It would be wrong to suggest that only the opinion of Mark Carney counts but several economic powerhouses, including Christine Lagarde of the International Monetary Fund have made it clear that the immediate impact of Brexit will be negative, with the potential to cause a stock market crash. When you are a self-employed parent every penny often counts and an economic climate which makes it harder to find work or build business could be extremely damaging.
This morning we learn that the value of the pound has fallen again over growing uncertainty about Brexit:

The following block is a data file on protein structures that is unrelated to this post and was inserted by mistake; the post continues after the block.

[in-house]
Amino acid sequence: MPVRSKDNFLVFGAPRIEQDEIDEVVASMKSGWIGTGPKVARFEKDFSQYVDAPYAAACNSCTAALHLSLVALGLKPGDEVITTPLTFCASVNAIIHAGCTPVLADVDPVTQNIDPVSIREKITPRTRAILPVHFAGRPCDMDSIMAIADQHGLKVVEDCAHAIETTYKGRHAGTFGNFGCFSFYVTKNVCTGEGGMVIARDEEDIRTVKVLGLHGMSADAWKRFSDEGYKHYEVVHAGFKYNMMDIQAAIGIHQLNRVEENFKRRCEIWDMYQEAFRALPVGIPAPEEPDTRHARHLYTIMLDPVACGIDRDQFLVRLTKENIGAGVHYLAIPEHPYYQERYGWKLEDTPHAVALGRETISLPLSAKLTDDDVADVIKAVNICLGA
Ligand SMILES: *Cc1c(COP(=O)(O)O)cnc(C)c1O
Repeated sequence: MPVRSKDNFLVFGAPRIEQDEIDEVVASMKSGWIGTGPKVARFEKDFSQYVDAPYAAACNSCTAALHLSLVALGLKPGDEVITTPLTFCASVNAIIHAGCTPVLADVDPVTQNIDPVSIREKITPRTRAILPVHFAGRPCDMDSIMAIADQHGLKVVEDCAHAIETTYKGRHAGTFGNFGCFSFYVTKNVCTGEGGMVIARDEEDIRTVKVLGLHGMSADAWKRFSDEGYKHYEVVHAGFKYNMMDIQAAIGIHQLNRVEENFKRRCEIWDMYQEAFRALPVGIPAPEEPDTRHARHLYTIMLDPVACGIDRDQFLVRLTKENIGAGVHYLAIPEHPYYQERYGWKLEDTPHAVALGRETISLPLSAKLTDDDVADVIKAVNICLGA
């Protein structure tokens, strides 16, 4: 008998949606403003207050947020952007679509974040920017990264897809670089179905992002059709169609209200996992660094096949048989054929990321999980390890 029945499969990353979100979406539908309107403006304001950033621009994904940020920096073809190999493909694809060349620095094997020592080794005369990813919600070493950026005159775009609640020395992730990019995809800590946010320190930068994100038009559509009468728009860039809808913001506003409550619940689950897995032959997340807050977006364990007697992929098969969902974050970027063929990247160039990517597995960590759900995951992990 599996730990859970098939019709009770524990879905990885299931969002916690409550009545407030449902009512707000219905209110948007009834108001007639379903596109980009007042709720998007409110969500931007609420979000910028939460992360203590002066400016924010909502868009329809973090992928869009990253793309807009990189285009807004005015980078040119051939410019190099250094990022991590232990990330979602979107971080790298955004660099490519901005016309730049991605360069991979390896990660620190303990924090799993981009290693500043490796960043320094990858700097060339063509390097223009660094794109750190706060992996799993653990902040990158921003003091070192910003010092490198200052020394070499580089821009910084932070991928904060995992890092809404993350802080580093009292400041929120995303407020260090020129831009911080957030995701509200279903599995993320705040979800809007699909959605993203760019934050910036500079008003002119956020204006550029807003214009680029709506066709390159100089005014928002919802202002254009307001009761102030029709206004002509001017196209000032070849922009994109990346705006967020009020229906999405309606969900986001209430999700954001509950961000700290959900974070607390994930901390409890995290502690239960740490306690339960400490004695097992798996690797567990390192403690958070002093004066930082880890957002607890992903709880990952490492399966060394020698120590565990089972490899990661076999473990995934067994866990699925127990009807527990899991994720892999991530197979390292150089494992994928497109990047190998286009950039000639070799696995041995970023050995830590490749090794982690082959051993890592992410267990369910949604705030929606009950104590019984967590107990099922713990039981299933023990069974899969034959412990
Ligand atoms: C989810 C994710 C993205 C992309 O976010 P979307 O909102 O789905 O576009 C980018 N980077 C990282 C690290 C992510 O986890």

Sterling has fallen against the dollar and yen on growing uncertainty over the outcome of the UK’s EU referendum.
The “volatility index” – a measure of investors’ uncertainty – has hit levels last seen in the 2008 financial crisis.
Brexit and the Implications for Children
Despite the endless debate and discussion on Brexit, very little seems to have been said about how it will impact on children. Exiting the EU has the genuine potential to disadvantage children in the UK, but this is an issue which seems to be largely ignored as the obsession with immigration continues.
The House of Lords blocked the right for 16 and 17 year olds to vote in the Referendum in December 2015, despite the fact that whatever decision is made, it will significantly affect their future.